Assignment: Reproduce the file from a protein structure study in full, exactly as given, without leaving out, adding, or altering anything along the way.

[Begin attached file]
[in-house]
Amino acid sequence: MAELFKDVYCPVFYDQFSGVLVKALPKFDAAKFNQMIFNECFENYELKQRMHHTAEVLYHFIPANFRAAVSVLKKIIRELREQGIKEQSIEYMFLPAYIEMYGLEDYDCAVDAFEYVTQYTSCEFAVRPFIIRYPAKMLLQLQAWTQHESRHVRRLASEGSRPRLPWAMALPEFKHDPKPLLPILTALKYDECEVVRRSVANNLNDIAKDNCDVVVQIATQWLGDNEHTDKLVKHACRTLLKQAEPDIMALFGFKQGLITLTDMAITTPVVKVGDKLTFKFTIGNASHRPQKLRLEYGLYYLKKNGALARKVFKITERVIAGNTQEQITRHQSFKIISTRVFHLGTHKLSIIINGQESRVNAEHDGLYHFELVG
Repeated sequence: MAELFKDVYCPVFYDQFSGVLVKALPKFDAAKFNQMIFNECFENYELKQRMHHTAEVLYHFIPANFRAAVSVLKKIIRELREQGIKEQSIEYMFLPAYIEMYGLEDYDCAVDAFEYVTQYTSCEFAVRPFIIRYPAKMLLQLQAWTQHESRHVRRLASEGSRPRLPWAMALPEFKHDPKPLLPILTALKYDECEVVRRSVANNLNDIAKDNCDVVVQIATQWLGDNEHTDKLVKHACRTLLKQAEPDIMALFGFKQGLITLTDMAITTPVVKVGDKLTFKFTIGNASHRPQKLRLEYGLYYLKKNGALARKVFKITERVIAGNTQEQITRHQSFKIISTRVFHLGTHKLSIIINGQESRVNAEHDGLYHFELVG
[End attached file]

[in-house]
Amino acid sequence: MAELFKDVYCPVFYDQFSGVLVKALPKFDAAKFNQMIFNECFENYELKQRMHHTAEVLYHFIPANFRAAVSVLKKIIRELREQGIKEQSIEYMFLPAYIEMYGLEDYDCAVDAFEYVTQYTSCEFAVRPFIIRYPAKMLLQLQAWTQHESRHVRRLASEGSRPRLPWAMALPEFKHDPKPLLPILTALKYDECEVVRRSVANNLNDIAKDNCDVVVQIATQWLGDNEHTDKLVKHACRTLLKQAEPDIMALFGFKQGLITLTDMAITTPVVKVGDKLTFKFTIGNASHRPQKLRLEYGLYYLKKNGALARKVFKITERVIAGNTQEQITRHQSFKIISTRVFHLGTHKLSIIINGQESRVNAEHDGLYHFELVG
Repeated sequence: MAELFKDVYCPVFYDQFSGVLVKALPKFDAAKFNQMIFNECFENYELKQRMHHTAEVLYHFIPANFRAAVSVLKKIIRELREQGIKEQSIEYMFLPAYIEMYGLEDYDCAVDAFEYVTQYTSCEFAVRPFIIRYPAKMLLQLQAWTQHESRHVRRLASEGSRPRLPWAMALPEFKHDPKPLLPILTALKYDECEVVRRSVANNLNDIAKDNCDVVVQIATQWLGDNEHTDKLVKHACRTLLKQAEPDIMALFGFKQGLITLTDMAITTPVVKVGDKLTFKFTIGNASHRPQKLRLEYGLYYLKKNGALARKVFKITERVIAGNTQEQITRHQSFKIISTRVFHLGTHKLSIIINGQESRVNAEHDGLYHFELVG